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Link to an image of this page  Link to an image of this page  [D6v p60]

Pour celluy qui ne scet flater.

Veulx tu savoir, Pourquoy c’est que Thessaille
D’ung duc, ą aultre, ainsi souvent tressaille?
(C’est qu’a flater elle n’ha point apprins ce,
Lequel vice est en toute court de Prince,
Mais comme ung noble, & bon cheval, met bas
Son chevaucheur qui regir ne scet pas)[1]
Point toutesfois cruel ne soit le maistre,
Ung mors plus dur pour vengence doibt estre.

Les rebellions populaires viennent par
mauvaise administration des Princes.

Notes:

1.  See Plato, Politicus 261d for the image of the ruler as supervisor of a stud of horses.


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  • virtues of the ruler [44B10] Search | Browse Iconclass
  • family of a ruler, and court [44B15] Search | Browse Iconclass
  • Strength, Power; 'Fortezza', 'Fortezza d'Animo e di corpo', 'Fortezza del corpo congiunta con la generositą dell'animo', 'Fortezza & valore del corpo congiunto con la prudenza & virtł del animo', 'Forza' (Ripa) (+ emblematical representation of concept) [54A7(+4)] Search | Browse Iconclass
  • Sincerity; 'Puritą et Sinceritą d'animo', 'Sinceritą' (Ripa) (+ emblematical representation of concept) [57A612(+4)] Search | Browse Iconclass
  • Flattery; 'Adulatione' (Ripa) [57AA6121] Search | Browse Iconclass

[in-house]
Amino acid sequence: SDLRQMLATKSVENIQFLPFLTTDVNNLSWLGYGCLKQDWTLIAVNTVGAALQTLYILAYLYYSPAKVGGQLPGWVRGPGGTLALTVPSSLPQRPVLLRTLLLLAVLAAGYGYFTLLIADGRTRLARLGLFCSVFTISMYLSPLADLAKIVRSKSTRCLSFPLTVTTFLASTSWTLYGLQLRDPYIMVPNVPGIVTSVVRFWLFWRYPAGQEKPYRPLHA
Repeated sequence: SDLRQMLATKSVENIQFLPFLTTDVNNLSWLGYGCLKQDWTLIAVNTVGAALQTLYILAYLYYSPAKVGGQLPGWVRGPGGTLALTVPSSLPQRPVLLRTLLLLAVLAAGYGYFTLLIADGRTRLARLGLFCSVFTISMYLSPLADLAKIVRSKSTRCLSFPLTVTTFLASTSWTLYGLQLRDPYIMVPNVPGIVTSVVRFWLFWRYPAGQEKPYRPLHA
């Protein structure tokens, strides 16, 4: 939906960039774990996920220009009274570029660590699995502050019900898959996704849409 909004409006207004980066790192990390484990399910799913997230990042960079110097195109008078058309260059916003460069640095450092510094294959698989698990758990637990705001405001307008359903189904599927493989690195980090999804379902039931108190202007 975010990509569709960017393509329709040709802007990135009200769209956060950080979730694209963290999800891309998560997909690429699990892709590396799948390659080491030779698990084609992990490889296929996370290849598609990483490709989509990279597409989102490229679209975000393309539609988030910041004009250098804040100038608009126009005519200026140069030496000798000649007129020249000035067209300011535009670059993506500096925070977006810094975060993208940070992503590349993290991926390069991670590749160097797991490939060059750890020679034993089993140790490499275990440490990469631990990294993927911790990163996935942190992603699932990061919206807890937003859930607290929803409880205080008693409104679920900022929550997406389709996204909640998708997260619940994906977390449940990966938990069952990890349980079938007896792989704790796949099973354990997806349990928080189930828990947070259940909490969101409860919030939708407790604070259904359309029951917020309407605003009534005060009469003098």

• Revenge, Requital, Retaliation; 'Vendetta' (Ripa) [57AA741] Search | Browse Iconclass
  • Praise, Approbation, Approval; 'Lode' (Ripa) [57B1] Search | Browse Iconclass
  • geographical names of countries, regions, mountains, rivers, etc. (names of cities and villages excepted) (with NAME) [61D(THESSALY)] Search | Browse Iconclass

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Link to an image of this page  Link to an image of this page  [H1r p113]

Insignia poėtarum.

Insignia of poets

Gentiles clypeos sunt qui in Iovis alite gestant,
Sunt quibus aut Serpens, aut Leo signa ferunt.
Dira sed haec Vatum fugiant animalia ceras,
Doctaque sustineat stemmata pulcher Olor.
Hic Phoebo sacer,[1] & nostrae regionis alumnus,
Rex olim,[2] veteres servat adhuc titulos.

Some have a family crest distinguished by the bird of Jove, for others the serpent or the lion provides the sign. But let these dread beasts flee from poets’ images; let the lovely swan support their learned clan. This bird is sacred to Phoebus and is a nursling of my homeland. A king once, it still preserves its ancient titles.

Notes:

1.  ‘sacred to Phoebus’, i.e. to the god of music and poetry (Apollo).

2.  ‘a king once’. See Ovid, Metamorphoses 2.367ff. for the story of Cycnus, king of Liguria, turned into a swan and inhabiting the marshes and lakes of the plain of the Po (Alciato’s homeland).


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